PEOPLEText: Mayumi Kaneko

Jeremy Hollister is a visual effects artist living in NYC and working mainly for music videos and television commercials. He sent us a videotape. It’s a promotional video for the ColdCut track titled ‘Music for 18 Musicians‘ on the Reich Remixed album, and the beautiful visual soundscape fascinates viewers’ eyes. He has done a number of promos. We interviewed him about the broadcast design scene in the US etc.

First of all, please tell us who you are.

My name is Jeremy Hollister. I am a visual effects artist and designer/director at Manhattan Transfer Inc. in NYC. I’ve been here since 1997. Prior to moving to NYC for work I was in graduate school in Chicago.

What mediums are you doing work for?

My work is mostly broadcast and television commercials, I have also done some projects in film and hi-def. For broadcast recent projects have included the redesign of the Sci Fi Channel, HBO promos, and ESPN International. These were very design driven and allowed for a great deal of experimentation. There was also some work I did for Informix and tag, as well as simple and classic typographic animation for a new Mercedes campaign. It’s also given me the chance to work with directors such as Simon Taylor, Joan Raspo, Bob English, Todd Mueller, etc.

How and where did you learn motion graphics?

In college I studied political science but got bored with just writing theoretical papers, so I took some traditional animation classes. I’ve always been interested in time based arts such as music and sports like skateboarding, surfing and skiing. Animation is less spontaneous but similar in principle. After doing many projects using traditional methods I started mixing in editted and found footage, and was very influenced by Emergency Broadcast Network (EBN). Around this time I also started exploring software based editing programs such as Premiere and 3-D software to do graphic compositing.

The real bulk of applied experience has come from working on the job learning from some of the amazing designers that I work with, and those design projects that let me push my limits.

Which personal principles do you follow in creating motion graphics?

It is necessary to approach each design challenge with as open a mind as possible. This lets you come up with the best solution for the product. It’s also important to admit that the designer is really in service of the product. That’s the trade off. As designers we get to do exciting and fun work but at the end of the day it needs to be appropriate for what is being advertised.

That said, an equally important challenge is to push the boundaries of the medium. American television tends to be very heavy handed in it’s goal to appeal to the “lowest common denominator”. I find that insulting. People are much more intelligent and sophisticated than what is the stereotype. As a designer I try to create works that have layers of subtlety than stand up to the multiple viewings when shown at every commercial break.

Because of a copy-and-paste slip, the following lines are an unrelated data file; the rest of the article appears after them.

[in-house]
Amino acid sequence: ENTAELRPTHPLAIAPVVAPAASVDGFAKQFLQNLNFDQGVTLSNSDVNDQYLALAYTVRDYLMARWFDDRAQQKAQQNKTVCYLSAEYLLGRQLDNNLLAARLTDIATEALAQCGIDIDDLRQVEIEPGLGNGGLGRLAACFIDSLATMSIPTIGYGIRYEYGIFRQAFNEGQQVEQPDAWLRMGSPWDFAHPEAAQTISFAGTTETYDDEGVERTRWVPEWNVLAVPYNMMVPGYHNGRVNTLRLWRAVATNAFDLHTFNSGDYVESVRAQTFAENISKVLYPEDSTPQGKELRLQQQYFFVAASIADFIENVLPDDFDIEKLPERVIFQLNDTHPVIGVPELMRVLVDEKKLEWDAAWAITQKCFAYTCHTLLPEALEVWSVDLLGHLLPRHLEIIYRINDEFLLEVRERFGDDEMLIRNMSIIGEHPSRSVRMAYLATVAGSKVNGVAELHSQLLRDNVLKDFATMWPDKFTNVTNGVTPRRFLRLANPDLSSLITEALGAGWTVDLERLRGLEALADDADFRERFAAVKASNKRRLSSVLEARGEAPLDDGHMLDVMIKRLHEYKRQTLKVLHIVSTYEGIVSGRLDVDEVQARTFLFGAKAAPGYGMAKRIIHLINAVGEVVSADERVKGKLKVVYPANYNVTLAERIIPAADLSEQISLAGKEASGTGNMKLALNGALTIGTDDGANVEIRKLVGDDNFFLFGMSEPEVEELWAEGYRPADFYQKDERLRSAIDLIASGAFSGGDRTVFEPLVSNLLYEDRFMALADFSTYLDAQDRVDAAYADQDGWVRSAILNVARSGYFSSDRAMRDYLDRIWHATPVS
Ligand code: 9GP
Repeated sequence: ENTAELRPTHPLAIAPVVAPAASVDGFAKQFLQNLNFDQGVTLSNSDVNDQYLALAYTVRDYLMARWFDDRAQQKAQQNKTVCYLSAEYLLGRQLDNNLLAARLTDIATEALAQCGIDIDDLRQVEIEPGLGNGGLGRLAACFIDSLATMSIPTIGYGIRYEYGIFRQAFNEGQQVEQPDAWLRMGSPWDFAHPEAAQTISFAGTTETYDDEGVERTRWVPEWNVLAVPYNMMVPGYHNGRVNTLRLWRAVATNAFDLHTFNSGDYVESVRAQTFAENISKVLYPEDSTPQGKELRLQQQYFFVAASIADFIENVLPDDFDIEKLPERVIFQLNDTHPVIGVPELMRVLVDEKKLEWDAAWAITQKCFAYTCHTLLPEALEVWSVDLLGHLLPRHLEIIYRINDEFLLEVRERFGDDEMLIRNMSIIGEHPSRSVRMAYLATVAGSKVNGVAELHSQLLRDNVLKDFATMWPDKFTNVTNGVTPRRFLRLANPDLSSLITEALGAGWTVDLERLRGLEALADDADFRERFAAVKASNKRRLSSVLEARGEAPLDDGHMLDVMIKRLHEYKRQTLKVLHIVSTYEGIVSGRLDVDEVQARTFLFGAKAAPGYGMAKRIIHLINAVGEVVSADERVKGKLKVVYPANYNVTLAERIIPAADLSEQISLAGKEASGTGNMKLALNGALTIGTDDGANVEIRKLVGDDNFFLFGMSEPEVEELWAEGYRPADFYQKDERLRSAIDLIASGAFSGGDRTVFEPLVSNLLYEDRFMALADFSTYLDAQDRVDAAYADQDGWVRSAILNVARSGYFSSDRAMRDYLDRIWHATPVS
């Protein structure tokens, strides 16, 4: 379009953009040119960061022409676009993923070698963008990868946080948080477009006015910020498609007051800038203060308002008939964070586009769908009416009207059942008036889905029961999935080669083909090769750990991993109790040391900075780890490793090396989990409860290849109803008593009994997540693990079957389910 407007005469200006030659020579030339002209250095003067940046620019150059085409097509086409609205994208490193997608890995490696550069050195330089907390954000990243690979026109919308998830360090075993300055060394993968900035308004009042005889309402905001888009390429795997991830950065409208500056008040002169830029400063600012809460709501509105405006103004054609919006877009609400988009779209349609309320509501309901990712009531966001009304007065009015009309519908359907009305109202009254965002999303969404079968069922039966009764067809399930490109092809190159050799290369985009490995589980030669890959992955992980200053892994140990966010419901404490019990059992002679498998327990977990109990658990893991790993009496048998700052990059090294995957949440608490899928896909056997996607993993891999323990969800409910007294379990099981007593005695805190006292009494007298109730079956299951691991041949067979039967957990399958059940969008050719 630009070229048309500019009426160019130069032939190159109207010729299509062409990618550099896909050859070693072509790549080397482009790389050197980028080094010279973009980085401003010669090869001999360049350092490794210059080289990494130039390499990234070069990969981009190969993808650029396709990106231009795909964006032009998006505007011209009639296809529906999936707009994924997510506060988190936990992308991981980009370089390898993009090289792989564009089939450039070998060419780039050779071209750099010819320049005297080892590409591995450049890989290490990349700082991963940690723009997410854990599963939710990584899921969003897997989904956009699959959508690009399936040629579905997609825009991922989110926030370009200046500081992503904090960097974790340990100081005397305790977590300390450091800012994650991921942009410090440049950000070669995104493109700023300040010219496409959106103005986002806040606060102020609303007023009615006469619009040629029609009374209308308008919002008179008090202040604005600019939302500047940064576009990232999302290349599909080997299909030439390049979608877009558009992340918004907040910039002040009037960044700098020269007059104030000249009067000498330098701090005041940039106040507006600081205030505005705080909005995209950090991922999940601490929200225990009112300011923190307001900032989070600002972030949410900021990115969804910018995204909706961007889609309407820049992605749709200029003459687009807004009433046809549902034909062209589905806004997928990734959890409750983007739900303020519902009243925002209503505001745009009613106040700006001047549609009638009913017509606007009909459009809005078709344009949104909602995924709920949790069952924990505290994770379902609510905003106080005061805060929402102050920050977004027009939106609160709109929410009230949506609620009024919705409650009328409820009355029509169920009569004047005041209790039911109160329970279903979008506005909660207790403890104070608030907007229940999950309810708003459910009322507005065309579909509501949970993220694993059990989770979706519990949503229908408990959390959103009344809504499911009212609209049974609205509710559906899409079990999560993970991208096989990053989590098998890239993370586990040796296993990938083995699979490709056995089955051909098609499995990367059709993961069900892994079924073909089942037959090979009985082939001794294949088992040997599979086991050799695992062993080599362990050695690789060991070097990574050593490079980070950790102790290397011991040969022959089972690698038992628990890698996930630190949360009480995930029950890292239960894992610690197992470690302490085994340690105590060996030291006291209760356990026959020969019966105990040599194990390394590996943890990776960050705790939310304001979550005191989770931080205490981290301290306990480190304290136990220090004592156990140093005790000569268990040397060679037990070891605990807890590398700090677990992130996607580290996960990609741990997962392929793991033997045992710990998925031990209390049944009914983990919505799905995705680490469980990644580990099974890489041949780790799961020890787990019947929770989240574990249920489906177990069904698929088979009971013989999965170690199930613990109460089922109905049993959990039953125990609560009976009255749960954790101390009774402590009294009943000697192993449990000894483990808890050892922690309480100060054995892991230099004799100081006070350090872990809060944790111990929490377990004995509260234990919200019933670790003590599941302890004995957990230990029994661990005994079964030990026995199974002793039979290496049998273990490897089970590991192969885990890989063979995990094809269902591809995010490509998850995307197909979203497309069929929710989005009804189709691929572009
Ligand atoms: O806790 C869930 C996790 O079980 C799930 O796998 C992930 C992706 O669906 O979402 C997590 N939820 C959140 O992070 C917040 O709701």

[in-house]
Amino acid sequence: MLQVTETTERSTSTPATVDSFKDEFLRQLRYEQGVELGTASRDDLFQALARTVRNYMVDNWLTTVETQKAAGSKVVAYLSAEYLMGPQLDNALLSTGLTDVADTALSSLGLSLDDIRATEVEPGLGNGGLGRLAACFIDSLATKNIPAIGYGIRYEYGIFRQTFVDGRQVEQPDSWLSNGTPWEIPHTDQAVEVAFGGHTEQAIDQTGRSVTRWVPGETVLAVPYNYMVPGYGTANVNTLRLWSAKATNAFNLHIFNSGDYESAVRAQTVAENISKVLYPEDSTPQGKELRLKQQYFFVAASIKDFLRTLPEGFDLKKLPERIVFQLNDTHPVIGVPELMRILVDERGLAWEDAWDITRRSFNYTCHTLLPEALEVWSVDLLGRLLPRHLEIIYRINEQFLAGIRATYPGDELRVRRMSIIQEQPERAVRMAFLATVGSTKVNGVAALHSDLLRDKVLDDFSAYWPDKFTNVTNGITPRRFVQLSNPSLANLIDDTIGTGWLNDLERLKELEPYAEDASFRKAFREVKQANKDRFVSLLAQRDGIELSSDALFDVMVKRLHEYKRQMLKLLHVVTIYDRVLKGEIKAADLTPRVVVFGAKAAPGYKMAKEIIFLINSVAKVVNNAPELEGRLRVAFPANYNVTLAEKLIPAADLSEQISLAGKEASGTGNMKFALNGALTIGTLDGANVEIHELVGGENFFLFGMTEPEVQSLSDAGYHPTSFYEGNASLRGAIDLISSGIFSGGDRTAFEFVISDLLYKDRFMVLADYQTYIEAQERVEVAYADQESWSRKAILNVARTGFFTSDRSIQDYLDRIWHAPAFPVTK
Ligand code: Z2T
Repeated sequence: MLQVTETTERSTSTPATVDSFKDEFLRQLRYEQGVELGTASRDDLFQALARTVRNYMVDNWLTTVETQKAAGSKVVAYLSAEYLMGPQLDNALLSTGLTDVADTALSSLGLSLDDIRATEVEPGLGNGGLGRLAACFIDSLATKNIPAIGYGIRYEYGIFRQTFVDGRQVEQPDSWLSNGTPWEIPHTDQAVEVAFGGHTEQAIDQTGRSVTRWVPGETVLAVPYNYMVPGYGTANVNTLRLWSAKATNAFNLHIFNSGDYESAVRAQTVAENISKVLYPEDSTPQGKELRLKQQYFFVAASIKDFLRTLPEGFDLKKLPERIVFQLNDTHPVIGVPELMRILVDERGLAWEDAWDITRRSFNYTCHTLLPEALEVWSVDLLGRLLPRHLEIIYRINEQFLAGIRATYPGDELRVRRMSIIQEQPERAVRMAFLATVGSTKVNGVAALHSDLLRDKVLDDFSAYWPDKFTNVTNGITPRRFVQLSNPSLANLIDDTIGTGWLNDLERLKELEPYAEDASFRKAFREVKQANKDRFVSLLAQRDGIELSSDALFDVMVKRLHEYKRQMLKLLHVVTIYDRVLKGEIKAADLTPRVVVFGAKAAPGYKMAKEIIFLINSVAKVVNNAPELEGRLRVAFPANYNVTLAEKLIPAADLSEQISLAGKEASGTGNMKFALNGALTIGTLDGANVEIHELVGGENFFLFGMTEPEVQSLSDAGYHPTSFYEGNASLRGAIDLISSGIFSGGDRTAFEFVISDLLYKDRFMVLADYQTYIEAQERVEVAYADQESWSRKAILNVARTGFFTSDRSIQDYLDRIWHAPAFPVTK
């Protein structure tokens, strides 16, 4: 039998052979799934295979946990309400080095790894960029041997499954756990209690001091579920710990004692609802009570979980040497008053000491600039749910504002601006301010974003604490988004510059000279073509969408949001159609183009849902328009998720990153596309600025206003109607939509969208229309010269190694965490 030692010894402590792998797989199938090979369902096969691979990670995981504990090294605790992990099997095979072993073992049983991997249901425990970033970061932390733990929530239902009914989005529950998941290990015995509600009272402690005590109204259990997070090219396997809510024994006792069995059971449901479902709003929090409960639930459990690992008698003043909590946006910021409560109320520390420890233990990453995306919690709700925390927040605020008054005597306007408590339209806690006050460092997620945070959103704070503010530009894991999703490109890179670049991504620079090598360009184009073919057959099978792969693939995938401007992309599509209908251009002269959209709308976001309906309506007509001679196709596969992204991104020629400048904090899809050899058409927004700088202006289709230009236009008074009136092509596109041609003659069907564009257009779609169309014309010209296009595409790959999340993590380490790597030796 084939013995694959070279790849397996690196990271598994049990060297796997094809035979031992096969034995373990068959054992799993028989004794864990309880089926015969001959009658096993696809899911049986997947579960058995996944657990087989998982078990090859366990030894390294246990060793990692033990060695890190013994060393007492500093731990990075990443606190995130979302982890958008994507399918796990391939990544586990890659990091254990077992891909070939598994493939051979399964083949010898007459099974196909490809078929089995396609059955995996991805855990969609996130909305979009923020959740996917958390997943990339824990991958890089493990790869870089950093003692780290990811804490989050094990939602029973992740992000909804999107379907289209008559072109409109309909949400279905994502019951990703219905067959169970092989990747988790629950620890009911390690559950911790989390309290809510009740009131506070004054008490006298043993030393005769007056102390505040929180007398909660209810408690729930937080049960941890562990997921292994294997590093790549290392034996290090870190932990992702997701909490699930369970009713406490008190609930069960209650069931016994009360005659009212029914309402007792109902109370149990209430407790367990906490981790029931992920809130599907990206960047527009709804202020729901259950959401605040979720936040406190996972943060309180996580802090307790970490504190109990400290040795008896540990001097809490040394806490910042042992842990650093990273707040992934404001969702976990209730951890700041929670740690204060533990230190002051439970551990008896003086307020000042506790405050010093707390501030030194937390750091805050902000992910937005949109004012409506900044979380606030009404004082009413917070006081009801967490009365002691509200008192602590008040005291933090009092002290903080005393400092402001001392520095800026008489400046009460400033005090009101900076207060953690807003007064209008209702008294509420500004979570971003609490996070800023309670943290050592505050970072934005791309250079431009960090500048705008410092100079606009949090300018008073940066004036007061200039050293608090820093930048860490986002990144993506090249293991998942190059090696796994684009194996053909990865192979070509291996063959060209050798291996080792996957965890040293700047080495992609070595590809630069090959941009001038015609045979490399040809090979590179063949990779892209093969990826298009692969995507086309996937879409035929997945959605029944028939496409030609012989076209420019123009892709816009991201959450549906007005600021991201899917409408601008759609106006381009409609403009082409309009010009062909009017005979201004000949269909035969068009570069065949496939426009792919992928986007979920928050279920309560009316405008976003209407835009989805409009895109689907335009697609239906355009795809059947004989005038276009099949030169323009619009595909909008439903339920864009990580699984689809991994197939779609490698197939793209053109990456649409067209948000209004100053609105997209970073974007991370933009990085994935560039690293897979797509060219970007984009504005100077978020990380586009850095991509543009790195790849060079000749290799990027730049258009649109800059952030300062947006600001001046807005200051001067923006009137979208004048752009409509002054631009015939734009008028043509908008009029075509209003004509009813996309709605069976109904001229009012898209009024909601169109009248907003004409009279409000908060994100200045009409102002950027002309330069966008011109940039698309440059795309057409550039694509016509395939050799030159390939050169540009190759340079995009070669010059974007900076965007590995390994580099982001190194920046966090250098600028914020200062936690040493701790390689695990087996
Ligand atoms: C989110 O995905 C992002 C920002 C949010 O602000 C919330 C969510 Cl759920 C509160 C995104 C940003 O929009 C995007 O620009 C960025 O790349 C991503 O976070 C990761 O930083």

As for actual working process I tend work as I go. Sometimes the mistakes that happen while working produce the best results. I am also quite hands on, an ideal project is to get a brief, come up with an idea either by myself or working with another designer, pitch the treatment, shoot the footage with a director of photography, and then start the actual execution of the design on the Inferno*.

Could you tell us about the video for Reich?

The Reich video was a unique opportunity. The commissioner from the label approached me to do something interesting for the ColdCut track on the Reich Remixed album. He was also very loose about style or direction, basically carte blanc. This was a nice change from restrictions of other more commercial work.

The combination of ColdCut, of whom I am a fan, and Reich who is a major figure both in 20th century American composers and as an innovator in sample and loop based music was appealing. Approaching the song I felt it needed to be minimal and elegant, yet reflecting the electronic 90’s vibe of ColdCut’s remix. I also wanted to avoid the temptation to overload the piece with too much.

Architecture always fascinates me and I think that modernist buildings such as those by Saarinen and Niemeyer (even though he seemed to a have certain level of disregard for how some of the buildings would work in practical use) are beautiful studies of form and contrast in space. I thought that it would be interesting to explore these ideas of form and space through the live action using different architectural icons, vast spaces and minimal action from the model/actress to enhance this. We used the white fields of color to anchor the visual theme, restricting the palette to white and blue.

The goal was to create an abstract visual soundscape of repeating key themes with slight changes, mirroring the tonal variations in Reich’s compositions.

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